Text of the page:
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Enoch Soames - Max Beerbohm

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SEVEN MEN by Max Beerbohm

ENOCH SOAMES

When a book about the literature of the eighteen-nineties was
given by Mr. Holbrook Jackson to the world, I looked eagerly in
the index for SOAMES, ENOCH.  I had feared he would not be
there.  He was not there.  But everybody else was.  Many
writers whom I had quite forgotten, or remembered but faintly,
lived again for me, they and their work, in Mr. Holbrook
Jackson's pages.  The book was as thorough as it was brilliantly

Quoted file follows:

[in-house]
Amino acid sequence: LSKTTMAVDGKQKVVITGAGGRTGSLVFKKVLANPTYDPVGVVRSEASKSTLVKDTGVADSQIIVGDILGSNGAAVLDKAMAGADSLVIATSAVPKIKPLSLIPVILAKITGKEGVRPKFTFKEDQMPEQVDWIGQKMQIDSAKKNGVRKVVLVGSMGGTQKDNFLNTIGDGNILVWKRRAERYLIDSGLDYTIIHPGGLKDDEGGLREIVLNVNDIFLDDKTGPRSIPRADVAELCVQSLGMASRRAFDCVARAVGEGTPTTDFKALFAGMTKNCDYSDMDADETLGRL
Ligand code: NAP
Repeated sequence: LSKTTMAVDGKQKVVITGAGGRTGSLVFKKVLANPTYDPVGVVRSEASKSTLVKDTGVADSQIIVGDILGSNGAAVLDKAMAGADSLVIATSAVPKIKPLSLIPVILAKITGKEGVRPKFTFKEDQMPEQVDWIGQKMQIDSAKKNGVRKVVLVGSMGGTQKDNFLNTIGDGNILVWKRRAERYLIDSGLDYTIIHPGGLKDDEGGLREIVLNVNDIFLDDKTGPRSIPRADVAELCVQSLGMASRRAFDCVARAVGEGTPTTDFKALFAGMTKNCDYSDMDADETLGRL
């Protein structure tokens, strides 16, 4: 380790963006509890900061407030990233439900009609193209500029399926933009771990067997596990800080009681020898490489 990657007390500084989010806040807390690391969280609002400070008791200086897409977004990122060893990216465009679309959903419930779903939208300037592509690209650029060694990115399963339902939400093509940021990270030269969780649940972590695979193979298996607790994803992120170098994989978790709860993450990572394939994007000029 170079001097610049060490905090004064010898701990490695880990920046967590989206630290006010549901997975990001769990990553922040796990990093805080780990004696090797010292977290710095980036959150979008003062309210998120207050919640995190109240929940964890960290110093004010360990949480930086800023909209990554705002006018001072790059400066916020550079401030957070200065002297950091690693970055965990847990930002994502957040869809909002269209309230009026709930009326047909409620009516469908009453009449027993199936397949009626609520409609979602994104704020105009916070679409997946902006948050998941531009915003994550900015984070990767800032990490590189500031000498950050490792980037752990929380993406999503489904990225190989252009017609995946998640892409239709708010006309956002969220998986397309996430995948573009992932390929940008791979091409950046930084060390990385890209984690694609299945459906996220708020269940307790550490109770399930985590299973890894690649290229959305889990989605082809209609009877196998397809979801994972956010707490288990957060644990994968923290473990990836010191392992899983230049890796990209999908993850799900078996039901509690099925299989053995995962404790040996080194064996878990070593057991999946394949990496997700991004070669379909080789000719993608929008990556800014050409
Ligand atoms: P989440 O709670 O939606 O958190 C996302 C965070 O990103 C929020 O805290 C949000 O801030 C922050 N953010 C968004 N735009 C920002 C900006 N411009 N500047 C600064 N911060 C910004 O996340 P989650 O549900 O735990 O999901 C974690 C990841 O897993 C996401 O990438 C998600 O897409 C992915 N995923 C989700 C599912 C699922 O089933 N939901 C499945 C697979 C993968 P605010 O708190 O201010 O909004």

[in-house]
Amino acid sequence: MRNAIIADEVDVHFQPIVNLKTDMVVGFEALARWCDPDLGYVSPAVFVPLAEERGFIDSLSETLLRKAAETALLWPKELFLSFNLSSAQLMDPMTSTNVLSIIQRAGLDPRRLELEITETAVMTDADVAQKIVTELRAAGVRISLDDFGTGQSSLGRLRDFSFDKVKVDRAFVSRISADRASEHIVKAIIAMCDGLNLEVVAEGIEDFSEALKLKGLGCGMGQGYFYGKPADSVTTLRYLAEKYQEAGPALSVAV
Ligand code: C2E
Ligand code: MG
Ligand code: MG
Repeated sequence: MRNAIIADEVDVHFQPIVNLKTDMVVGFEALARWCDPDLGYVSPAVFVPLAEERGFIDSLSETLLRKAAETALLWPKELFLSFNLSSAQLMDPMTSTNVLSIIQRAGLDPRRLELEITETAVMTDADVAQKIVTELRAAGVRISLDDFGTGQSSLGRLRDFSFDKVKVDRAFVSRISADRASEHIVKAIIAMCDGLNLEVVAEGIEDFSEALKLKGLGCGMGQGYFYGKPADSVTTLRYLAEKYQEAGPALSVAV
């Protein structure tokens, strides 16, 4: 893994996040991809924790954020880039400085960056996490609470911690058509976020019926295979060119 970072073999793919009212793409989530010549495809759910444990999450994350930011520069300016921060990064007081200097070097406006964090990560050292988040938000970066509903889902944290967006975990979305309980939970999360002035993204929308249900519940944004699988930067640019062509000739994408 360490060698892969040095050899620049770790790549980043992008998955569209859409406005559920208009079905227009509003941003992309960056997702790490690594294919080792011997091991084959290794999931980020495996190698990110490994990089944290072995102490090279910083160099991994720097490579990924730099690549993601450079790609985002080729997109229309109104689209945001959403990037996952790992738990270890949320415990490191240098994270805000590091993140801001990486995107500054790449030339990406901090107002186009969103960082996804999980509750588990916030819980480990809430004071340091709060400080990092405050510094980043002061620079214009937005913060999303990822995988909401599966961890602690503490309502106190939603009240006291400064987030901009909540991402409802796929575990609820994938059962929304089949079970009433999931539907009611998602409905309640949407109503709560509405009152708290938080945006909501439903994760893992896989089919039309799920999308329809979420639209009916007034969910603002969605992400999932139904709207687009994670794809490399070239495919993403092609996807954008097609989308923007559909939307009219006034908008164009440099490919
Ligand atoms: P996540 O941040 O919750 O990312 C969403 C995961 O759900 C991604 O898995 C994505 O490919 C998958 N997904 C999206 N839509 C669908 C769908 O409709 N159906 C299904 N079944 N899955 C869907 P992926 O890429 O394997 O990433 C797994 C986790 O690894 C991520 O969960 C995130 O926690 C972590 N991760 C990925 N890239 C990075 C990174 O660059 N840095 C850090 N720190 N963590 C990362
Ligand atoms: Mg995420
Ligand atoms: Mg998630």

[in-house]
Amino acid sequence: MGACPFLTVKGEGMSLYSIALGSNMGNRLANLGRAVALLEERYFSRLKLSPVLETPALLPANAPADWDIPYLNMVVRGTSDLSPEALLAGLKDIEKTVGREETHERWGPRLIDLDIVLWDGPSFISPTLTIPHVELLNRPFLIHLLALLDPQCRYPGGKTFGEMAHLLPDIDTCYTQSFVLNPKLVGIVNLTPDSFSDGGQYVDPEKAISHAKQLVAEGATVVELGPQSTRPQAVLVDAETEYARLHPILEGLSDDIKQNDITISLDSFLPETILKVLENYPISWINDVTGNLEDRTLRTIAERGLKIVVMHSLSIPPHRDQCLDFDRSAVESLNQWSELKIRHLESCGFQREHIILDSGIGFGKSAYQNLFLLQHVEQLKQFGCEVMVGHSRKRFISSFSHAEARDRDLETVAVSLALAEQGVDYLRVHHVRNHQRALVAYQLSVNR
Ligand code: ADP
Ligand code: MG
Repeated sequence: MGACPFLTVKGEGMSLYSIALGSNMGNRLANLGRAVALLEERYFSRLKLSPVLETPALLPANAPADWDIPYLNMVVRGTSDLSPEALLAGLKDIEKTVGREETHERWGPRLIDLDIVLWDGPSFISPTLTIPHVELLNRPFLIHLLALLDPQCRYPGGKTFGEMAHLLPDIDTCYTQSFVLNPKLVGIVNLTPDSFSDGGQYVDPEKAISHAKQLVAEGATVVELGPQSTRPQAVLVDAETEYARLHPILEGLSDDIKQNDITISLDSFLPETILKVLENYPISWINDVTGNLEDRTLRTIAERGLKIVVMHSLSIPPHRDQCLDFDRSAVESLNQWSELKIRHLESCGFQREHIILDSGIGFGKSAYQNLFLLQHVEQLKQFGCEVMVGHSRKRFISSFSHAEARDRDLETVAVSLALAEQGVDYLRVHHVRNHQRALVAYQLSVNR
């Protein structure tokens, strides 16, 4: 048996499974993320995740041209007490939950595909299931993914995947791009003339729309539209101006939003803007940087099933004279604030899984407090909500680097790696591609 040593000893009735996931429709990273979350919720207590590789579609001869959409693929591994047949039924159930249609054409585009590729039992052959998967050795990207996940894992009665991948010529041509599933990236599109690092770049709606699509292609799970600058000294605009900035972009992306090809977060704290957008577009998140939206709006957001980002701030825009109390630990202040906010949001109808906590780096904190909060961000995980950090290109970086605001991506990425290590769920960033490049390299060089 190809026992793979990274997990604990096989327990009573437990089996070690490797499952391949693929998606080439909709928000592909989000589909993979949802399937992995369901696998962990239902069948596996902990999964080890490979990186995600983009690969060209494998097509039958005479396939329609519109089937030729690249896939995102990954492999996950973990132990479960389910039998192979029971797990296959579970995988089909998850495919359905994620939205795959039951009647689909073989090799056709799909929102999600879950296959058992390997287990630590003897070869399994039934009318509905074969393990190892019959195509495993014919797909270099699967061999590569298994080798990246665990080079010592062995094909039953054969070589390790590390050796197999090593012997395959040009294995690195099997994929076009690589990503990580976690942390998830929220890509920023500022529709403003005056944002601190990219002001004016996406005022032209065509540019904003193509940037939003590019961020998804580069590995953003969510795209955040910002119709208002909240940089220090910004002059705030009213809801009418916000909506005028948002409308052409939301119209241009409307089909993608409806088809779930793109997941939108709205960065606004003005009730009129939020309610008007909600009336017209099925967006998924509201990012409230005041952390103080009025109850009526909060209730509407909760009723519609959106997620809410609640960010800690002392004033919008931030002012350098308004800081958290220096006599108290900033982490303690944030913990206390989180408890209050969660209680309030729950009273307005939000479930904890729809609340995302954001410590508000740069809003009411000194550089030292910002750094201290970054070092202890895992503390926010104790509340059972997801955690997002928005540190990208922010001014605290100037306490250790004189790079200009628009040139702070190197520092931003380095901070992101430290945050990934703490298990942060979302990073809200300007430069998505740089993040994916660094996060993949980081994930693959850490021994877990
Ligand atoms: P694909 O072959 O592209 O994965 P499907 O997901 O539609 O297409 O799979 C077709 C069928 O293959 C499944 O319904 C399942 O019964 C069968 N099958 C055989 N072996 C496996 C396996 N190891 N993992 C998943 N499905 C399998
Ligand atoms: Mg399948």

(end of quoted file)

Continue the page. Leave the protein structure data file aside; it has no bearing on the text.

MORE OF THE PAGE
written.  And thus the omission found by me was an all the
deadlier record of poor Soames' failure to impress himself on
his decade.

I daresay I am the only person who noticed the omission.
Soames had failed so piteously as all that!  Nor is there a
counterpoise in the thought that if he had had some measure of
success he might have passed, like those others, out of my mind,
to return only at the historian's beck.  It is true that had his gifts,
such as they were, been acknowledged in his life-time, he would
never have made the bargain I saw him make--that strange
bargain whose results have kept him always in the foreground of
my memory.  But it is from those very results that the full
piteousness of him glares out.

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